“At Regina on Saturday afternoon I visited the community halls of the Germans, Poles, Hungarians, Rumanians, Ukrainians White and Red, and the Jews, and spoke in each. The Police didn’t want me to go to the Red Ukrainians on the ground that they were dangerous Communists, so of course I insisted on going, and was received deliriously in a hall smothered in Union Jacks, and they nearly lifted the roof off singing the National Anthem.”

Perhaps his greatest success as governor was organising George VI’s tour of Canada in 1939, on the eve of the Second World War. This shored up support for Britain in the face of German invasion, and strengthened relations between Britain and America which proved invaluable in the following years.

John Buchan died on 6th February 1940 after suffering severe head injuries following a stroke. He received an extraordinary amount of tributes on both sides of the Atlantic, and his ashes were returned to Oxford. The most personal was the naming of Tweedsmuir Provincial Park in British Columbia – for a man who loved adventures in the untamed wilderness, there could be no finer gift.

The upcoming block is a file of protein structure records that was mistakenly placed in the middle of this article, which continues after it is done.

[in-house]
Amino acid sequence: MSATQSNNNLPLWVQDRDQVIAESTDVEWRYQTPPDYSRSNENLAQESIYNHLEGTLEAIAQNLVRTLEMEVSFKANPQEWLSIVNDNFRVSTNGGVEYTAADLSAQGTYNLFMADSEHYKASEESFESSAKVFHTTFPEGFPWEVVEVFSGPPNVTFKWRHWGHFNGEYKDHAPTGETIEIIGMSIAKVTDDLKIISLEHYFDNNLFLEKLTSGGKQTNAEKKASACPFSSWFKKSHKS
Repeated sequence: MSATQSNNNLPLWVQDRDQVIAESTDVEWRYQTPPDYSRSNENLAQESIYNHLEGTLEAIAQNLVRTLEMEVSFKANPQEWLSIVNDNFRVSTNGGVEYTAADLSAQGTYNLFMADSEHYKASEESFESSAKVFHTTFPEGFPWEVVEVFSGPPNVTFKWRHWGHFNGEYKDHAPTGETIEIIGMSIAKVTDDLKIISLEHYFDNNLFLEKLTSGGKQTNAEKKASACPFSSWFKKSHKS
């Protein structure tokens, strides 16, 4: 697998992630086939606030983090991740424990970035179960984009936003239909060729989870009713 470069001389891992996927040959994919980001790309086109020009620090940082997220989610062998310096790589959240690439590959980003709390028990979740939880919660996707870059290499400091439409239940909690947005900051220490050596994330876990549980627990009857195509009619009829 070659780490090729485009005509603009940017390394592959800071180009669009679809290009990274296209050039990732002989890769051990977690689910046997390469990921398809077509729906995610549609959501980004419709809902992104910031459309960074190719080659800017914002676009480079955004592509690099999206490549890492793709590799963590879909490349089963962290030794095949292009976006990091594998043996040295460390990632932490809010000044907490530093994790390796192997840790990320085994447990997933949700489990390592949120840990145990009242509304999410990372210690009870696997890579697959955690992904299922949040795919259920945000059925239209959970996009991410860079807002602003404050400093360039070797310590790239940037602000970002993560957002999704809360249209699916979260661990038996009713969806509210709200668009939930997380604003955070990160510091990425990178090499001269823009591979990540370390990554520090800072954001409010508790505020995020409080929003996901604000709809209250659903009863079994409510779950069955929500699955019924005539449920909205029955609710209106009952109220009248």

Friends made: George V, George VI and family, Mackenzie King (Canadian PM), Franklin D Roosevelt, a lot of Canadians

Books written: The House of the Four Winds, The Island of Sheep, Sick Heart River, The Long Traverse, The Far Islands and Other Tales of Fantasy, Augustus (biography), The King’s Grace (non-fiction), Naval Episodes of the Great War (non-fiction), The Interpreter’s House (non-fiction), Presbyterianism Yesterday, Today and Tomorrow (non-fiction), Memory Hold-the-Door (non-fiction), Comments and Characters (non-fiction), Canadian Occasions (non-fiction)

While you’re here…